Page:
Thursday, December 1, 2011

Gvasdnahr - Through Mists and Ruins

Distant, triumphant, and majestic, this record wanders the cold realm of fog in a mood that well-captures the feeling of epic melancholy. In that way, it is most reminiscent, to me, of Mortiis' "Født til å herske," cold and detached, yet glorious nonetheless, certainly a fitting mood for ruins in the mist. It is undoubtedly escapist in its goals, going directly into another world and allowing us to follow, if we are able. There is little warmth and accessibility in its presentation, but that simply comes with the nature of dungeon synth, sometimes more strongly than others; one must simply learn to appreciate the exploration of the music as a place rather than a story, and it is in that way you can come to understand what this genre, and especially this album, are about.

I've wanted to review Gvasdnahr for quite some time, considering he is one of the currently-active musicians in the style, and so the timing of this recent album's release was quite fortunate. The artist offers it as a free download as well, so there's no harm in trying it. While this project is still fairly new to me, and for that reason I'm unconfident in asserting any overly strong opinions about it, I'd still say this is his best work so far.

I'm not sure what Gvasdnahr's recording methods are, however the precision leads me to believe that it is programmed rather than performed, which serves to also add to its coldness. The synths are all appropriate and familiar-sounding, for anyone that has listened to much of this genre, rarely exploring the sound of ugly or lo-fi synths, however it still most definitely has the "dungeon synth sound." The composition is similarly solid without straying into neoclassical territory, a respectable feat for this genre.

This record asserts the stoic strength of the individual, a single man alone in a vast, empty wilderness. It absolutely takes more than one listen, and maybe even a few drinks to understand. This is a record which acknowledges the pain and strife in navigating this world of emptiness, and yet it acts as a soothing medicine, invoking the old concept of wyrd to provide strength for the individual man attempting to live in this world, keeping the noble, forgotten values in his heart despite the suffering it causes. Or perhaps it is a complete fantasy… perhaps these ideas were never "forgotten" values from the past, but rather they stem from some other place, a new place of fantasy yet to be fully explored, which can provide meaning and context in this land of emptiness.

I must reiterate, this album takes multiple listens to grasp. I am fully dedicated this genre and, to be honest, I was still somewhat turned off during the first few listens. As I'm writing this now, it must be my third or fourth listen, and it's entirely different than the first two, and very engaging. It's been too long for me to remember if this was the same case for Mortiis, however I know it’s the same case for Til Det Bergens Skyggene, and so that leads me to believe that many of these artists are unique in a way that makes for difficult initial comprehension. Give this album time and several listens and I really believe it will grow on you, if it hasn't grasped you from the first.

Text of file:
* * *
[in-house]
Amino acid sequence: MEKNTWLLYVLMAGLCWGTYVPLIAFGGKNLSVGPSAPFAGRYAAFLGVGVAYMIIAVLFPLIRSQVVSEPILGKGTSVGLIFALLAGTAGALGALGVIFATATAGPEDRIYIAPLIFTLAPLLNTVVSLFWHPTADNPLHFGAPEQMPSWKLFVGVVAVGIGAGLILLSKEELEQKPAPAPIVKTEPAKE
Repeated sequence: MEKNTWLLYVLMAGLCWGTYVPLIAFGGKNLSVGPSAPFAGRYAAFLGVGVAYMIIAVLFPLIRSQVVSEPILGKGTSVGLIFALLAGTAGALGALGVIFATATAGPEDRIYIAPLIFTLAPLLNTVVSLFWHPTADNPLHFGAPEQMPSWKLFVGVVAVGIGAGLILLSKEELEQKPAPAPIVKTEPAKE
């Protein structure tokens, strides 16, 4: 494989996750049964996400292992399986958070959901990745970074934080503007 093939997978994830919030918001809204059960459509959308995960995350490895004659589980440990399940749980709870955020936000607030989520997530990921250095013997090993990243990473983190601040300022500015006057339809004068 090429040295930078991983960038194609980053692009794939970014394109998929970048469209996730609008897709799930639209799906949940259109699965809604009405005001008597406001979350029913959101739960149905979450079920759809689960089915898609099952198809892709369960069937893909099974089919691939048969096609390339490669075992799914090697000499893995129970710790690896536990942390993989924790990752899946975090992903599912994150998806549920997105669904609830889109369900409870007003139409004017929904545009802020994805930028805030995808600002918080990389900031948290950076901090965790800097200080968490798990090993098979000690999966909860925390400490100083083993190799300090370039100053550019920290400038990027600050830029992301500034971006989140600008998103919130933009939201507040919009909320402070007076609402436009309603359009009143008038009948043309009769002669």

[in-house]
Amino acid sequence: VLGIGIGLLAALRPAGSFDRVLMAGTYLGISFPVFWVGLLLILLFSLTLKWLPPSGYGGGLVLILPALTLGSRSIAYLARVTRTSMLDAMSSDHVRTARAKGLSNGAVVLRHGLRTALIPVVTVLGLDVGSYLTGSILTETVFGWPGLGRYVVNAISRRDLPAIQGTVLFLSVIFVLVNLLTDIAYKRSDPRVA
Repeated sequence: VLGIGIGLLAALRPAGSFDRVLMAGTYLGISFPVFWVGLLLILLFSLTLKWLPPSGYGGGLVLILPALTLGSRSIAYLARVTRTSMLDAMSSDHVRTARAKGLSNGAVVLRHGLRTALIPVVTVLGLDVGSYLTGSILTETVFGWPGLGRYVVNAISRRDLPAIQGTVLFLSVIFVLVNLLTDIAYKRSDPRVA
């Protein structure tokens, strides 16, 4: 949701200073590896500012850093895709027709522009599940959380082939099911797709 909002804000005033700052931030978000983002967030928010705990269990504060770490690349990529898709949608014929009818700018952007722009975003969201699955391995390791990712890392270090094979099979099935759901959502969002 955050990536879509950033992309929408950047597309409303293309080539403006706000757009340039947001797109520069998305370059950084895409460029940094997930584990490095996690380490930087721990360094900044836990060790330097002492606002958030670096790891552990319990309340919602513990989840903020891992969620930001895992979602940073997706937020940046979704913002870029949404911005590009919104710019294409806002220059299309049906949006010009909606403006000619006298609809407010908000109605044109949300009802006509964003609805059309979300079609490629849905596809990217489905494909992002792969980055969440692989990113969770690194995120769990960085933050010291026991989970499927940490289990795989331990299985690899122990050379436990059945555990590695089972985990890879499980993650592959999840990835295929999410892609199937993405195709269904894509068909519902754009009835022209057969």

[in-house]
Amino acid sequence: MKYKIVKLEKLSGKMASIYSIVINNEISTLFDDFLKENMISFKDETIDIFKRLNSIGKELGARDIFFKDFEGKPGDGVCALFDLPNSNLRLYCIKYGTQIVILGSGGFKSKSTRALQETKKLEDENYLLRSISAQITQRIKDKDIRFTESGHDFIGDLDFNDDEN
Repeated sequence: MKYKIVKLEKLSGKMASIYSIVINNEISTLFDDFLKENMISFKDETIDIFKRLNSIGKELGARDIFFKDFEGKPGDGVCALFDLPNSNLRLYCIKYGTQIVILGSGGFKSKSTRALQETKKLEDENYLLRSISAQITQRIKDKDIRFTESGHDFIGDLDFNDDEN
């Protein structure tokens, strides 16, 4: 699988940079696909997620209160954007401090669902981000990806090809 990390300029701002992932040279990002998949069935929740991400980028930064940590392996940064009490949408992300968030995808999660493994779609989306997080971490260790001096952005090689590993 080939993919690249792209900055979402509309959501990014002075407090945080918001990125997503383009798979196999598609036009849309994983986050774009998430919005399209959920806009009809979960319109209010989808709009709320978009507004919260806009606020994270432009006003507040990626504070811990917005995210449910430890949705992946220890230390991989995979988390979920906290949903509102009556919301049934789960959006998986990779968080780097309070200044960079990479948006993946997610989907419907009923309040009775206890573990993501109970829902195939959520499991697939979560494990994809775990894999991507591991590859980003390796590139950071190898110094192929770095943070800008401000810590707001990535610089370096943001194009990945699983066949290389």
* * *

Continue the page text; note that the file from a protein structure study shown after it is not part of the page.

Anyways, this artist deserves more attention, especially since his works are offered freely.


  1. Is there a physical copy of this available anywhere?

  2. I'm pretty sure there's not. For what it's worth, I prefer it that way, since a label would likely discourage it being offered freely to download, and since this music is not about money, I think the more people that are able to listen to it the better. Perhaps if dungeon synth gets respected enough, it could earn a position of free downloads as well as vinyl for collectors.

    This is just personal opinion, however, and I'd be interested in hearing your thoughts on physical music vs. freely downloadable music.

  3. Shouldn't be a problem, if ye just go DIY. Knocking up a few tapes or cdrs and covers is pretty easy. I do it all the time, and then put the material up for download as well. Bandcamp will even sell the physical copies for ye. No sweat.

    If you're aiming for bigger labels who are gonna put out 1000 cds or 12"s or whatever, then my advice is to forget about it. That mode of business is old hat and I don't think it really suits this sub genre in terms of size or style.

  4. PS; I think what dungeon synth really needs now is a small DIY label doing runs of 100 or so tapes and cdrs. I'd do it, if I weren't in the middle of several important projects already.

  5. PPS; oh aye, and I forgot to say, this is a cracking record. Both my favourite from Gvasdnahr and my favourite of recent (i.e. non-Mortiis) dungeon synth records. Nice work!